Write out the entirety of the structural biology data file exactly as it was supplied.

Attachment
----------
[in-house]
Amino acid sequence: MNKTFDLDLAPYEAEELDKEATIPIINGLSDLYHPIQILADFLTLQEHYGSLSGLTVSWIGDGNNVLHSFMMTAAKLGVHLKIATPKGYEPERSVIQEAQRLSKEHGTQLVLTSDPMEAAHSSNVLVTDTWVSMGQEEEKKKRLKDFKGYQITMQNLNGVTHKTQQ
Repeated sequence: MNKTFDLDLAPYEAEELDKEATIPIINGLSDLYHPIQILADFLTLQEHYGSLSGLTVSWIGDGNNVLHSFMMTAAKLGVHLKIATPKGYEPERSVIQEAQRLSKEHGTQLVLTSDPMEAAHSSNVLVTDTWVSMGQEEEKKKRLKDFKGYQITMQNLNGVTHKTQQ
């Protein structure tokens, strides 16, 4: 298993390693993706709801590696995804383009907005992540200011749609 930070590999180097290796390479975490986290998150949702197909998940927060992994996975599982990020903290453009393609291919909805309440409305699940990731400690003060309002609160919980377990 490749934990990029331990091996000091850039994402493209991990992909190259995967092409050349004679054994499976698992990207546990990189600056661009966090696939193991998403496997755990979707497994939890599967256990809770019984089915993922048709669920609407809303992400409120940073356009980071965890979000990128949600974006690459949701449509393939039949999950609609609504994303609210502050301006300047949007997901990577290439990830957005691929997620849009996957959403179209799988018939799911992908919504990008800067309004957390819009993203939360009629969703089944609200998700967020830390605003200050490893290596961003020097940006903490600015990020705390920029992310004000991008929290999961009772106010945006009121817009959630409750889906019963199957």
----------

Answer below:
[in-house]
Amino acid sequence: MNKTFDLDLAPYEAEELDKEATIPIINGLSDLYHPIQILADFLTLQEHYGSLSGLTVSWIGDGNNVLHSFMMTAAKLGVHLKIATPKGYEPERSVIQEAQRLSKEHGTQLVLTSDPMEAAHSSNVLVTDTWVSMGQEEEKKKRLKDFKGYQITMQNLNGVTHKTQQ
Repeated sequence: MNKTFDLDLAPYEAEELDKEATIPIINGLSDLYHPIQILADFLTLQEHYGSLSGLTVSWIGDGNNVLHSFMMTAAKLGVHLKIATPKGYEPERSVIQEAQRLSKEHGTQLVLTSDPMEAAHSSNVLVTDTWVSMGQEEEKKKRLKDFKGYQITMQNLNGVTHKTQQ
């Protein structure tokens, strides 16, 4: 298993390693993706709801590696995804383009907005992540200011749609 930070590999180097290796390479975490986290998150949702197909998940927060992994996975599982990020903290453009393609291919909805309440409305699940990731400690003060309002609160919980377990 490749934990990029331990091996000091850039994402493209991990992909190259995967092409050349004679054994499976698992990207546990990189600056661009966090696939193991998403496997755990979707497994939890599967256990809770019984089915993922048709669920609407809303992400409120940073356009980071965890979000990128949600974006690459949701449509393939039949999950609609609504994303609210502050301006300047949007997901990577290439990830957005691929997620849009996957959403179209799988018939799911992908919504990008800067309004957390819009993203939360009629969703089944609200998700967020830390605003200050490893290596961003020097940006903490600015990020705390920029992310004000991008929290999961009772106010945006009121817009959630409750889906019963199957």